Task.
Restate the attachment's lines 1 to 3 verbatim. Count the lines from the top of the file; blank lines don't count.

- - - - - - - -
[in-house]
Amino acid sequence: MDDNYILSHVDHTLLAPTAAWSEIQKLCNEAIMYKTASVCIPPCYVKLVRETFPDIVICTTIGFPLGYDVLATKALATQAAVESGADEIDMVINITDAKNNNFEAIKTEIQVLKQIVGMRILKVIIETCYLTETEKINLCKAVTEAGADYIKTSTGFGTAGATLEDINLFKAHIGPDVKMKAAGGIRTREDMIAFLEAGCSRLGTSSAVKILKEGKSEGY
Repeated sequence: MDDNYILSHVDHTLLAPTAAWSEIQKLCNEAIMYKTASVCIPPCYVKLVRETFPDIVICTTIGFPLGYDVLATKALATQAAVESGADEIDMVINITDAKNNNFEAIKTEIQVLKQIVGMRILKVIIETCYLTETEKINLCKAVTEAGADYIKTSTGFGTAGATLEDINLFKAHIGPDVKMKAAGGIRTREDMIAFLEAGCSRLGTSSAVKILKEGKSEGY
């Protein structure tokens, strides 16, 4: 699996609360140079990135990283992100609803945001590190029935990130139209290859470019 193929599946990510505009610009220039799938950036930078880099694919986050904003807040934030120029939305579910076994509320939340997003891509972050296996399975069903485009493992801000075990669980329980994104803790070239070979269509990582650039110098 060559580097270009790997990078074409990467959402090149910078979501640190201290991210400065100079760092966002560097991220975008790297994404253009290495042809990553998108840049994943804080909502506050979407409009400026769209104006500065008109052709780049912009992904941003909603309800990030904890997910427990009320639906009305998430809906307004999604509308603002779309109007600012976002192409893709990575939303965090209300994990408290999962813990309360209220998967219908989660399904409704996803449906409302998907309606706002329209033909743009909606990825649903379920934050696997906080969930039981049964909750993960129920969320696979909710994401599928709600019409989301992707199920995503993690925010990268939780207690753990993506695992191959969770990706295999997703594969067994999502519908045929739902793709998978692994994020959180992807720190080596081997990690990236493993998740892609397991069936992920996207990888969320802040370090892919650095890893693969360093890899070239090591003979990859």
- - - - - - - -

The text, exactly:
[in-house]
Amino acid sequence: MDDNYILSHVDHTLLAPTAAWSEIQKLCNEAIMYKTASVCIPPCYVKLVRETFPDIVICTTIGFPLGYDVLATKALATQAAVESGADEIDMVINITDAKNNNFEAIKTEIQVLKQIVGMRILKVIIETCYLTETEKINLCKAVTEAGADYIKTSTGFGTAGATLEDINLFKAHIGPDVKMKAAGGIRTREDMIAFLEAGCSRLGTSSAVKILKEGKSEGY
Repeated sequence: MDDNYILSHVDHTLLAPTAAWSEIQKLCNEAIMYKTASVCIPPCYVKLVRETFPDIVICTTIGFPLGYDVLATKALATQAAVESGADEIDMVINITDAKNNNFEAIKTEIQVLKQIVGMRILKVIIETCYLTETEKINLCKAVTEAGADYIKTSTGFGTAGATLEDINLFKAHIGPDVKMKAAGGIRTREDMIAFLEAGCSRLGTSSAVKILKEGKSEGY